Tag: women

In Historic Senate Vote Argentina Legalizes Abortion

In Historic Senate Vote Argentina Legalizes Abortion

Argentina Legalizes Abortion: Argentina’s Senate cast a ballot early Wednesday to sanction elective abortion, denoting a noteworthy move in the vigorously Catholic nation that is the homeland of Pope Francis. 

Following a discussion that worked out in a good way past noon, the Senate passed the bill 38-29 with one abstention a little more than about fourteen days after the Chamber of Deputies, the lower house of Argentina’s Congress barely affirmed the measure. 

Argentina’s Ministry of Health has stated that in 2018, 35 ladies died due to complications emerging from having an illegal abortion. Two years sooner, as per Human Rights Watch, the organization additionally announced that more than 39,000 women and young girls were hospitalized because of issues from miscarriage and abortion.

The historic decision comes after years of protest by the Argentine abortion-rights movement.

“It’s a law!” Elizabeth Gómez Alcorta, minister of women, genders, and diversity, composed on Wednesday morning following the vote. “Today we made an immense stride and we are drawing nearer to Argentina we long for. We are composing our destiny, we are leaving a mark on the world.” 

The Voluntary Interruption of Pregnancy Bill allows abortion to take place during the initial 14 weeks of pregnancy. Presently, abortion is illegal in Argentina if the mother’s life is in danger or if the pregnancy is a result of rape. If women tried to get an abortion they could face criminal charges.

Argentine President Alberto Fernández at first proposed the enactment in mid-November. Fernández, who came to power in 2019, has been vocal about legitimizing abortion during his administration and states he will sign the proposal. 

The results of Argentina’s vote are huge given the nation’s overwhelmingly Roman Catholic populace. Pope Francis, who was brought into the world in Buenos Aires, has recently voiced his resistance to the enactment.

Argentina joins Latin American and Caribbean nations that have legitimized abortion, including Cuba, Uruguay, and Guyana. A critical lion’s share of nations in the locale limit access except if the mother’s life is compromised, and a few nations ban it.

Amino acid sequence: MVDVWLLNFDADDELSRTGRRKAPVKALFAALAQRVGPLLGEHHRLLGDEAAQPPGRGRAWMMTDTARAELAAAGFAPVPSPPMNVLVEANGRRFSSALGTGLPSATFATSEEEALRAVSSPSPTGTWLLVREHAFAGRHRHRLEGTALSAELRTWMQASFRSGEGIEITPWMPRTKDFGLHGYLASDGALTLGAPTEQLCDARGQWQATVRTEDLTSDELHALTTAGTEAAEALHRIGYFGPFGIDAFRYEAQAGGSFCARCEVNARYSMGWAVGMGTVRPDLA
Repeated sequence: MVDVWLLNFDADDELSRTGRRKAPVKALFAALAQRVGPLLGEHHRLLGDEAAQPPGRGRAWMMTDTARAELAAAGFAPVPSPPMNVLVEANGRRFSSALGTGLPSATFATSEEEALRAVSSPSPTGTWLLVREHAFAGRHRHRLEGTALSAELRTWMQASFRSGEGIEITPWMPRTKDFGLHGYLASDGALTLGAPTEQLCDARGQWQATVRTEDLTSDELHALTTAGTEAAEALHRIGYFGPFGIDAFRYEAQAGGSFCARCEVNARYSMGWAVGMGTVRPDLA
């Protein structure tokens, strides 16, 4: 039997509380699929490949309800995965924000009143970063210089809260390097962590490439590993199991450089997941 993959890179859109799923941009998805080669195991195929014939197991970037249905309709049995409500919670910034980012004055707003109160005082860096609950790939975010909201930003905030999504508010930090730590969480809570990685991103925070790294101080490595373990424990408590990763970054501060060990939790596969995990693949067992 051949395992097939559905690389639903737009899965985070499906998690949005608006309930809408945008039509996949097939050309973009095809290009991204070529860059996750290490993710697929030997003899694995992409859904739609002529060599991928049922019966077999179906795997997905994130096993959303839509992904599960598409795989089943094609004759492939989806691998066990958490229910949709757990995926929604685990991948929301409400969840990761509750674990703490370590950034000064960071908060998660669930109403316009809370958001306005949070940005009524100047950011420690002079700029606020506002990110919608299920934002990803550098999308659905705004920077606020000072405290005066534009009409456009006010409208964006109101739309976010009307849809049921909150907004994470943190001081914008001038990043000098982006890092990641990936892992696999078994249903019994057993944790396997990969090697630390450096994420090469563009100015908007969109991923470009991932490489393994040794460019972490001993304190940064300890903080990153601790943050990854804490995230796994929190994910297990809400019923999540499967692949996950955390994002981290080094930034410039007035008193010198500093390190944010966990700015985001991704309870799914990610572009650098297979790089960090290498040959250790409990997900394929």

Argentina has verged on legitimizing abortion before. In 2018, the enactment failed in the Senate by seven votes — the nation was then driven by President Mauricio Macri, who didn’t effectively uphold the measure. 

The supporters were wearing green till the Senate and lower house votes continued. The ones who contradict the enactment wore blue in protest.

Paris municipality sanctioned for having appointed too many women

Paris municipality sanctioned for having appointed too many women

Paris municipality sanctioned: The municipal team of the socialist Anne Hidalgo is pinned by the state for having hired too many female officials. As reported by our colleagues of Le Monde, the city of Paris will have to pay a fine of 90,000 euros because it did not respect, in 2018, the Sauvadet law of March 12, 2012, which imposed a minimum rate of each sex for appointments to managerial positions in the public service. For the Civil Service Ministry, in fact, equality between women and men works both ways. The city of Paris has just learned it in a hard way. In 2018, Anne Hidalgo’s team appointed more women than men to senior positions. Unbalanced promotions are now sanctioned, even though the public service is still too slowly feminized.

In France, only one-third of managerial jobs in the public service are held by women. To fight against this under-representation, the Paris town hall thought it was doing well by appointing 11 women and 5 men as directors and deputy directors in 2018. No, replies the ministry, for whom these promotions result in non-compliance with the legal objective of 40% of appointments of people of each sex within the public service, imposed by the Sauvadet law of 2012. Indeed, thanks to These assignments, the rate of female appointments that year rose to 69%. But despite these appointments, the percentage of female senior executives at Paris City Hall was 47%. 

A situation not so unbalanced…

In 2017, the town hall of Lille and the city of Bourg-en-Bresse were victims of the same situation. Conscious of missing the spirit of the law, the government ended up integrating a new provision in 2019. It provides for an exemption from penalties for employers who appoint more men or women if this does not result in an imbalance among the jobs concerned. But for the city of Paris, this measure comes too late. In the eyes of the state, the town hall remains required to pay 90,000 euros in penalties for 2018. A gruesome situation that fortunately does not discourage the municipal team of Anne Hidalgo, who wishes to continue to act to increase the proportion of women in trades traditionally occupied by men.

At Le Monde, Anne Hidalgo deputy in Human Resources, Antoine Guillou, wonders about this fine of 90,000 euros, deeming paradoxical to reproach appointments, which make it possible to catch up with a delay. As the French newspaper notes, the City of Paris is stepping up its efforts to promote gender diversity in the city’s jobs, especially those that are generally occupied by men, such as engineers (who today are only 40% of women) and garbage collectors (5%).

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